A Cargo of Apples

6/9/2020 - 2:24:16 PM

Kauffman’s Orchards

Looking forward to this season’s apples? So are we! Although most of our apples are still in their early stages of growth, in just a month or so, Yellow Transparent apples will be available in our store and online. As the Yellow Transparent apple link reveals, the history of apples is more than most of us realize, and we’re very fortunate to have access to fresh, local produce. Believe it or not, boats and waterways have played a key role in making this mere possibility a reality.

Whether we realize it or not, we are indebted to the maritime industry for the lifestyle we enjoy today. An example of these benefits is our almost unlimited access to such a wide variety of food. As part of the transportation infrastructure, the maritime industry still plays a large role in transporting food to countries all over the world. (GO MARITIME, Go Shipping

Because of sea going vessels, people groups throughout history have been able to travel to other parts of the world. When Europeans came to what we now call the United States, they brought many things that were new to this area. Among their cargo were apple “seeds and cuttings from Europe, and while the original varieties planted were not all suited for cultivation in the New World, their seeds began to produce all-new varieties of American apples.” (History Channel)

SS Savannah public domain (Chatterton, E. Keble (1910): Steamships and Their Story, Cassell and Company Ltd., London)

Yes, boats bring food to us, but without advances in technology, our access to that food would be more limited than it is. On 22 May 1819, the American steamship Savannah set sail from Savannah, Georgia. This transoceanic voyage was the first of its kind. Up until this time, no ship had used steam power to make such a voyage, but had relied solely on wind. In 1933, the U.S. Congress declared May 22 as National Maritime day so as to honor and celebrate the Maritime Industry and its many participants throughout history. (Nat’l Maritime Day)

Thus, without commercial ocean travel, we would not have the apples we have today. And as the European population grew and spread inland, they took these seeds and cuttings with them. By 1905, there were approximately 14,000 distinct varieties of apples in the U.S. (A Curious Tale: The Apple in North America)

Oberholster Venita on Pixabay

One notable example of the advantage of transportation was its effect on the distribution of the Newtown Yellow Pippin (a strain of the original Newtown Pippin, which is green.) The Yellow Newtown Pippin has been grown in Virginia since 1755. Upon his return from the French and Indian War, state militia officer, Thomas Walker, brought scion wood of the Newtown Pippin to his home county of Albemarle. He distributed the tree in North Garden, Albemarle County and it is now known as the Albemarle Pippin. (It's Crunch Time for the Venerable Pippin)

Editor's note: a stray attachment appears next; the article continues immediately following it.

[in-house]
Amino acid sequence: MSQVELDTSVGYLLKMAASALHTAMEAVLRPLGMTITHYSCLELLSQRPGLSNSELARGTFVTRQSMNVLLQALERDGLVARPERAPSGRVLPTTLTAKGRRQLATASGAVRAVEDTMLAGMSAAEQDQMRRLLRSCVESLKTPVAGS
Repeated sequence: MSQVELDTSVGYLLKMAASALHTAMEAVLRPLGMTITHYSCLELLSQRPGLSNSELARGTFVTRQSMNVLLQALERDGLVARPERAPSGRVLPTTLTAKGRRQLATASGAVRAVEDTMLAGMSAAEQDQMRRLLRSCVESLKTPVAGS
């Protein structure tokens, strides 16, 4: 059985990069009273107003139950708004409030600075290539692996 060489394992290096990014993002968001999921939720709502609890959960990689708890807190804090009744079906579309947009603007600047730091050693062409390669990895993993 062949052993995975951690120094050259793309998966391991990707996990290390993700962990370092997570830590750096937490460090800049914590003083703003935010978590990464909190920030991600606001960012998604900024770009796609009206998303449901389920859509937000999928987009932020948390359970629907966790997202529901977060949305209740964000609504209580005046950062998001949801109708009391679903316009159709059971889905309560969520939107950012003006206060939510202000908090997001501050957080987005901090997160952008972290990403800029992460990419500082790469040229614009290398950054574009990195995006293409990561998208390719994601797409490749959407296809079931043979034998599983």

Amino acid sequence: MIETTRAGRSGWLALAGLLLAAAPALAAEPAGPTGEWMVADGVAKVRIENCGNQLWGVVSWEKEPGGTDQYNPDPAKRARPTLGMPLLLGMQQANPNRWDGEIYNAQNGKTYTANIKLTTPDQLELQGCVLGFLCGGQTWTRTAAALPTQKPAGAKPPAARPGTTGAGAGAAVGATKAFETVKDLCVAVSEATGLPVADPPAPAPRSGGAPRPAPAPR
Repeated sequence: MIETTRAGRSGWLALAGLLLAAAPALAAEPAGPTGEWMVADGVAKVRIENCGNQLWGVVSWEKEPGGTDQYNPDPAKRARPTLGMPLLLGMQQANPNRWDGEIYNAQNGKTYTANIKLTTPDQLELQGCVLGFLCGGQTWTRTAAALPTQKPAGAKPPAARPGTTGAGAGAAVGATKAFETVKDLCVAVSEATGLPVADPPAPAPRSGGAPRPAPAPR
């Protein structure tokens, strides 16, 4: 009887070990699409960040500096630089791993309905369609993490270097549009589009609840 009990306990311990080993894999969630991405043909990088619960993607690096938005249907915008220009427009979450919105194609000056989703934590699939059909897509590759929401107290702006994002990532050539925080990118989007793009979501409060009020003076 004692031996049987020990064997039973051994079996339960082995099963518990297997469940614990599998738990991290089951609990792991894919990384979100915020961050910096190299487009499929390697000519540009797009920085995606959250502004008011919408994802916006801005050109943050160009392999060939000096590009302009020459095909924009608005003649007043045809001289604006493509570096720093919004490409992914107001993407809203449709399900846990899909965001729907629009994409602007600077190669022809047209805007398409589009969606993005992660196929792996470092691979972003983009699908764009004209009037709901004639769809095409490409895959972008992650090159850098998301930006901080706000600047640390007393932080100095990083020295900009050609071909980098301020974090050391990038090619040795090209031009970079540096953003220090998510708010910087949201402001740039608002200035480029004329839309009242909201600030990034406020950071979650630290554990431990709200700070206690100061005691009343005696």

Albemarle Pippin courtesy of Albemarle Ciderworks

“The crisp, juicy, firm flesh and very distinctive taste, along with its excellent keeping qualities, made the Pippin the most prized of American dessert apples from the early 18th century. It grows especially well in the Virginia Piedmont and attracted great notoriety when Andrew Stevenson, the American minister to St. James, presented the young Victoria with a gift basket of the apples in 1838 from his wife's Albemarle County home, Enniscorthy. ‘Never did a barrel of apples obtain so much reputation for the fruits of our country,’ Sallie Coles Stevenson reported. As a gesture of appreciation, Parliament permitted the Virginia apple to enter Britain duty-free, and the Albemarle Pippin became an important export, commanding premium prices in the English market. After World War I, Parliament levied duties again on non-Commonwealth fruit, and the Pippin's market waned.” (Albemarle Pippin)

The story of the Albemarle Pippin is just one of many examples of how ships and other means of transportation played a part in the history of North American apple varieties. And it must be noted, that since particular varieties of apple (Yellow Delicious, Fuji, etc.) do not “naturally” propagate themselves, scions must be physically transported to wherever a grower wants to cultivate them. There must have been a lot of transporting to achieve 14,000 different varieties by 1905!

Kauffman’s Orchards

Even though U.S. commercial apples are only about .07% of what was available in 1905, we can once again discover and taste apples not widely available. Because of information technology (which is closely linked to transport technology), we can track down apples such as the Albemarle Pippin; apples having a long history, featuring unique and explosive flavors. With the advent of the slow/local food movement, more and more of us will experience and enjoy the benefits of “Old World Food” just like England did in the 19th and 20th centuries. Everytime a ship unloaded Albemarle Pippins at an English port, I’m sure the “crisp, juicy, firm flesh and very distinctive taste, along with its excellent keeping qualities,” were enjoyed by many happy customers.

And now, in the year 2020 apple season, we look forward to sharing the bounties of our orchards with you in the very near future. Visit us often throughout the summer to enjoy a taste of each variety of apple we grow.


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